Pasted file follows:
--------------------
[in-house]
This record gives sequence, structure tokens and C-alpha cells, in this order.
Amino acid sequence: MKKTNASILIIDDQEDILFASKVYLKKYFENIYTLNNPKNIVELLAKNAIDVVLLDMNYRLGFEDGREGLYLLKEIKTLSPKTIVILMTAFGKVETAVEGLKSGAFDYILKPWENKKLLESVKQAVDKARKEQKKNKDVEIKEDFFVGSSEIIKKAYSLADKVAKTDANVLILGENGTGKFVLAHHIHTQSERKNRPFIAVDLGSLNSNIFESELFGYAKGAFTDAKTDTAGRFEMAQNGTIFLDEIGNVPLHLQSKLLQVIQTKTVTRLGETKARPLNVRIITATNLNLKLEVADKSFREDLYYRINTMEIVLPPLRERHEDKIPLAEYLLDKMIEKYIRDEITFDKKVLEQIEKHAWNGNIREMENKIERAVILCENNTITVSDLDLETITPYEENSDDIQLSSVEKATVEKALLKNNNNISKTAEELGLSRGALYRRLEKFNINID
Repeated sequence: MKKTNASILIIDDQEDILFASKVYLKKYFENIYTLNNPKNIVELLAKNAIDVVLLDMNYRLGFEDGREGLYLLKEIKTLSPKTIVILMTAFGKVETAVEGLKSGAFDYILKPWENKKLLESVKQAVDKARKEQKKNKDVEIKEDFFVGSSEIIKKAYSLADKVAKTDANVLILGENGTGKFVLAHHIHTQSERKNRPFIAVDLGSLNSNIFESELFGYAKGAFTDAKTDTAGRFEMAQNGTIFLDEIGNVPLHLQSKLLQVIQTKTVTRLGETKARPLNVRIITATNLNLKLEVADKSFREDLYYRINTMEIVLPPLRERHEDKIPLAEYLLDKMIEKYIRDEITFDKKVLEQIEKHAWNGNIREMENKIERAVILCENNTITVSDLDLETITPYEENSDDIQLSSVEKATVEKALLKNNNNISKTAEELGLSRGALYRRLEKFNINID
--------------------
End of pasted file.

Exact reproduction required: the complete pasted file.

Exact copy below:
[in-house]
This record gives sequence, structure tokens and C-alpha cells, in this order.
Amino acid sequence: MKKTNASILIIDDQEDILFASKVYLKKYFENIYTLNNPKNIVELLAKNAIDVVLLDMNYRLGFEDGREGLYLLKEIKTLSPKTIVILMTAFGKVETAVEGLKSGAFDYILKPWENKKLLESVKQAVDKARKEQKKNKDVEIKEDFFVGSSEIIKKAYSLADKVAKTDANVLILGENGTGKFVLAHHIHTQSERKNRPFIAVDLGSLNSNIFESELFGYAKGAFTDAKTDTAGRFEMAQNGTIFLDEIGNVPLHLQSKLLQVIQTKTVTRLGETKARPLNVRIITATNLNLKLEVADKSFREDLYYRINTMEIVLPPLRERHEDKIPLAEYLLDKMIEKYIRDEITFDKKVLEQIEKHAWNGNIREMENKIERAVILCENNTITVSDLDLETITPYEENSDDIQLSSVEKATVEKALLKNNNNISKTAEELGLSRGALYRRLEKFNINID
Repeated sequence: MKKTNASILIIDDQEDILFASKVYLKKYFENIYTLNNPKNIVELLAKNAIDVVLLDMNYRLGFEDGREGLYLLKEIKTLSPKTIVILMTAFGKVETAVEGLKSGAFDYILKPWENKKLLESVKQAVDKARKEQKKNKDVEIKEDFFVGSSEIIKKAYSLADKVAKTDANVLILGENGTGKFVLAHHIHTQSERKNRPFIAVDLGSLNSNIFESELFGYAKGAFTDAKTDTAGRFEMAQNGTIFLDEIGNVPLHLQSKLLQVIQTKTVTRLGETKARPLNVRIITATNLNLKLEVADKSFREDLYYRINTMEIVLPPLRERHEDKIPLAEYLLDKMIEKYIRDEITFDKKVLEQIEKHAWNGNIREMENKIERAVILCENNTITVSDLDLETITPYEENSDDIQLSSVEKATVEKALLKNNNNISKTAEELGLSRGALYRRLEKFNINID